Problems with the deflation mania
Our old inflation measure called RPI gives a completely different answer.
The all items RPI annual rate is 0.9%, unchanged from last month.
So the UK establishment has achieved a success by getting the media to accept an inflation measure that is consistently lower and the scale of the “success” has increased as the gap is currently 1% per annum.
Also there is the issue of UK house prices which do not fit at all well with any deflation theme.
UK house prices increased by 9.6% in the year to March 2015, up from 7.4% in the year to February 2015.
No longer is this just a London driven development.
Excluding London and the South East, UK house prices increased by 8.1% in the 12 months to March 2015.
As you can see there is raging inflation in the UK housing market which is the largest purchase that home owners are ever likely to make. How does that go with inflation which is officially negative? It does not as they exclude house prices from the numbers and have gone to a great deal of effort to do so as we were supposed to be aligning with Europe but are ignoring Eurostat’s advice that the housing version of CPI should include house prices. Presumably on the grounds that it gives too big a number.
Actually inflation is on the rise again
If we look at the numbers we do see signs of a turn higher in the UK inflation rate as shown below.
The all items CPI is 128.0, up from 127.6 in March
The underlying index has in fact been rising since January when it fell to 127.1 and since then it has risen by 0.3 in February,0.2 in March and now 0.2 in April. So if that were to continue it would not be too long before we found ourselves facing inflation back at its target level in yet another “surprise”.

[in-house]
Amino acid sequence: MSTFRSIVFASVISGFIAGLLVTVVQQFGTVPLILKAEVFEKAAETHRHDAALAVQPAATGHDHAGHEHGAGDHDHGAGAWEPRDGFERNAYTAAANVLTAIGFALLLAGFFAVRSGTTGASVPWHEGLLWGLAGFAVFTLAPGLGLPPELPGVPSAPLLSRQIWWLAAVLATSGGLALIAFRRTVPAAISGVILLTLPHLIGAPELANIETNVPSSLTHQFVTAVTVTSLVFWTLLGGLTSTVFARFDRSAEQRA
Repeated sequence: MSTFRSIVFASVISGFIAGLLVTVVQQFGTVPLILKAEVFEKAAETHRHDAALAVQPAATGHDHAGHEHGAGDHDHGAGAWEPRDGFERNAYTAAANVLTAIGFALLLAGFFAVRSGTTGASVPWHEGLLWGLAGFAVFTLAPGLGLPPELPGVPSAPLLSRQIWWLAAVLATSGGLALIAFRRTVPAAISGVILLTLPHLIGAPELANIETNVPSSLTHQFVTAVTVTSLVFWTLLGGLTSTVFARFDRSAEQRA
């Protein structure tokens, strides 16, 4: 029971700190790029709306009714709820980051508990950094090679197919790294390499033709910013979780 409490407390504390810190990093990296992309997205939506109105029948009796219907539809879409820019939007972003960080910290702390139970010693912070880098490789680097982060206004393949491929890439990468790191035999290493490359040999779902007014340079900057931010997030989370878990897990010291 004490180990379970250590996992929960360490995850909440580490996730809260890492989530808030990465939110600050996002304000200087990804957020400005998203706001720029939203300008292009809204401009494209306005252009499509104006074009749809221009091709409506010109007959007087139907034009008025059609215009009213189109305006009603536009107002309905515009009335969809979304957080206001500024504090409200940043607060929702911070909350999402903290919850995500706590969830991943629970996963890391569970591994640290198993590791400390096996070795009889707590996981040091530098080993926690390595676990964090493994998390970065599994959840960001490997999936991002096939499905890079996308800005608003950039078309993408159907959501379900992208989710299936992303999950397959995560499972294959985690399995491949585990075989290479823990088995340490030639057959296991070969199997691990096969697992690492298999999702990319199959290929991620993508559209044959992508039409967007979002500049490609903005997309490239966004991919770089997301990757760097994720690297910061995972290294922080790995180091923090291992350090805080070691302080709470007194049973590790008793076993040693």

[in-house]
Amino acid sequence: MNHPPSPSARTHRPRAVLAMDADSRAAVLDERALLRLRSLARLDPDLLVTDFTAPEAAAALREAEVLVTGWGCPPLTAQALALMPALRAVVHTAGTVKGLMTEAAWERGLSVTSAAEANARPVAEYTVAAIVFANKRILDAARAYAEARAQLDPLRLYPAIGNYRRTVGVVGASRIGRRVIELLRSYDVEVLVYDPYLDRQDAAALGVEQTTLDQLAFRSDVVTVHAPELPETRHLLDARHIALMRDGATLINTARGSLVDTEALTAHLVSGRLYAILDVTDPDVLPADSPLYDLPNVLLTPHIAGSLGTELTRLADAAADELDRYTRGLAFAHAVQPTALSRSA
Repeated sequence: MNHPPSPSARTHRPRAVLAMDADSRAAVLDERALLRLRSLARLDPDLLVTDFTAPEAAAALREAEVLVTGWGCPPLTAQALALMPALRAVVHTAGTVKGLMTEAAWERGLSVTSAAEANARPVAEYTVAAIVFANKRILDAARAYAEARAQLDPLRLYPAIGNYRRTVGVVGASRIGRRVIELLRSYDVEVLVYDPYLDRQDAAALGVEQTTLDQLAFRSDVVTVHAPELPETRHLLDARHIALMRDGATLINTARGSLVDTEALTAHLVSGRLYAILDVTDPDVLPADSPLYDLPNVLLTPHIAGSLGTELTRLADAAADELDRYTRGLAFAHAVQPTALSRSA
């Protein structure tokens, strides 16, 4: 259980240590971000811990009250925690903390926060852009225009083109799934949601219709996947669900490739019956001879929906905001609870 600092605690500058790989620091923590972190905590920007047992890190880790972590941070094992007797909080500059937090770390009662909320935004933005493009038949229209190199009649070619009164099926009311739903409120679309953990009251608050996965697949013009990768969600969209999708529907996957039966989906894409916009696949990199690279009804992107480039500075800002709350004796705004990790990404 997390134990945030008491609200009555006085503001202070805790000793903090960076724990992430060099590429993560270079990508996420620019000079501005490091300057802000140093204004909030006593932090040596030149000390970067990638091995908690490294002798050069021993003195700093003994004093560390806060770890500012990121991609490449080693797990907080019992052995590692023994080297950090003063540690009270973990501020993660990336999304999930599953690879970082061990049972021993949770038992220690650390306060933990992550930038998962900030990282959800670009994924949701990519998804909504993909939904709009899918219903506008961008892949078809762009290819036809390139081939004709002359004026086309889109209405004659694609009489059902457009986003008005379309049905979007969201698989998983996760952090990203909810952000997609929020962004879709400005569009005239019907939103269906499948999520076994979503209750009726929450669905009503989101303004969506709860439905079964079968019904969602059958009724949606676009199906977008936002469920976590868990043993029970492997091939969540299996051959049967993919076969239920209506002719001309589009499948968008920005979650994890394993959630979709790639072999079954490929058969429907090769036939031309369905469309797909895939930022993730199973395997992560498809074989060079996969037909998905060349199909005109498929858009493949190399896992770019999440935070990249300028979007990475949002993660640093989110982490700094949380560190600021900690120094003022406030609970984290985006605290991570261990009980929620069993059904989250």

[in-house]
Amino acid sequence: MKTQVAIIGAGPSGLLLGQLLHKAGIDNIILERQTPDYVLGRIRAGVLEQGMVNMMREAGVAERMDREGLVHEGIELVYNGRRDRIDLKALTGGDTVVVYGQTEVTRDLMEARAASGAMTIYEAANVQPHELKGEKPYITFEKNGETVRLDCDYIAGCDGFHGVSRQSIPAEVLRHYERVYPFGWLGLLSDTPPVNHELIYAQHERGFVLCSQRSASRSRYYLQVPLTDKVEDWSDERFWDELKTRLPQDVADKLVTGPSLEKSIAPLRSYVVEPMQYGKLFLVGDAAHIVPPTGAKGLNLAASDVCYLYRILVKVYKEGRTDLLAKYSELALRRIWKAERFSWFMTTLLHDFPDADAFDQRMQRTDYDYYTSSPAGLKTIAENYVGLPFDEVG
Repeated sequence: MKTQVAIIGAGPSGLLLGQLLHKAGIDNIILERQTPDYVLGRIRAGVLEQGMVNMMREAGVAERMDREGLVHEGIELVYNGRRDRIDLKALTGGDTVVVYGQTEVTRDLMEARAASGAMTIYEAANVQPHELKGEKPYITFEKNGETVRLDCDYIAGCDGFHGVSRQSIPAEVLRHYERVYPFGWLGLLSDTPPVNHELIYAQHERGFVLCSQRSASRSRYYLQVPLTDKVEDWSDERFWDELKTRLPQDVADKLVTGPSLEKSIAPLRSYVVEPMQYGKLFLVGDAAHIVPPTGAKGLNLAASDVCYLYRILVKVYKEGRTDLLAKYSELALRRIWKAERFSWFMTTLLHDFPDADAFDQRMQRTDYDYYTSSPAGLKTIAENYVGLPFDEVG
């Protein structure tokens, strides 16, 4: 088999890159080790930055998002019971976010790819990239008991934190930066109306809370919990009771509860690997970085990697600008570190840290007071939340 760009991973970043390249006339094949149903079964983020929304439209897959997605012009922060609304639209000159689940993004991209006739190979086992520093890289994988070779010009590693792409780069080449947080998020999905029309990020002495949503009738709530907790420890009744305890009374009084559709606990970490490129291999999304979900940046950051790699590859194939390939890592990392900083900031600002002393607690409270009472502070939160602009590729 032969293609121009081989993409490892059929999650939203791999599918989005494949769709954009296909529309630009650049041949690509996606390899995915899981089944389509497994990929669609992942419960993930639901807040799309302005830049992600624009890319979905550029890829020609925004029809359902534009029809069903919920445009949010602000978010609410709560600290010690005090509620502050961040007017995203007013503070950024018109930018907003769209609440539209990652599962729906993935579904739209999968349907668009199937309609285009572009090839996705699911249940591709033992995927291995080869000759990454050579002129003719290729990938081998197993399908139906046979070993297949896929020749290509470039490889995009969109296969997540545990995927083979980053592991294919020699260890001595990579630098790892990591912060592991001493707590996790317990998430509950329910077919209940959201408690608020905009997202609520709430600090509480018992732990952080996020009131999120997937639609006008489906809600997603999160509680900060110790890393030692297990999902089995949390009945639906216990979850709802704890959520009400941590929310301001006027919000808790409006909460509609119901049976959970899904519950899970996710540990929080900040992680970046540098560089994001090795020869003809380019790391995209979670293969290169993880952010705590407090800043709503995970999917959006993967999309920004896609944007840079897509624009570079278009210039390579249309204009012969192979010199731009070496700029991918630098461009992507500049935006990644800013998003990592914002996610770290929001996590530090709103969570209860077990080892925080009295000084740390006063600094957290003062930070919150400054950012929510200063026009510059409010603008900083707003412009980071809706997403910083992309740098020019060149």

A technical issue called Easter
A downwards push was provided by the timing of Easter this year and the impact it has on airfares.
transport services: prices, overall, rose by 2.4% between March and April 2015, compared with a larger rise of 7.9% a year earlier. The majority of the downward contribution came from air and sea fares. Price changes for these fares between March and April vary notably year on year, with the timing of Easter a likely factor.
So we arrive at what I consider to be peak deflation mania for the UK. If we review the situation strategically we see that the oil and commodity price falls have stopped for now and the UK Pound £ seems unlikely to keep rising at the rate it has been. The currency issue is complex because of the impact of the strength of the US Dollar but the UK Pound £ has been very strong against other currencies. Tactically I note that last May prices fell by 0.1% on the month before so we arrive at a period where the annual rate of inflation will get an upwards nudge unless anybody has spotted price falls this month.
One slightly odd result of the various machinations is that Euro area inflation at 0% is for once higher than that of the UK. So should it be the Bank of England with negative interest-rates and QE? Actually I think that this is a result of the UK Pound £’s strength but of course the Bank of England may not and could spring a Riksbank style surprise.
Meanwhile those who are buying a house or facing the inflation in the services sector will be singing along with the Who.
I said I can’t explain, yeah
You drive me out of my mind
Yeah, I’m the worrying kind, babe
I said I can’t explain
Which will morph into the perfect song for inflation statistics.
Then I’ll get on my knees and pray
We don’t get fooled again
Don’t get fooled again
Apologies for the early version of this which got published by mistake.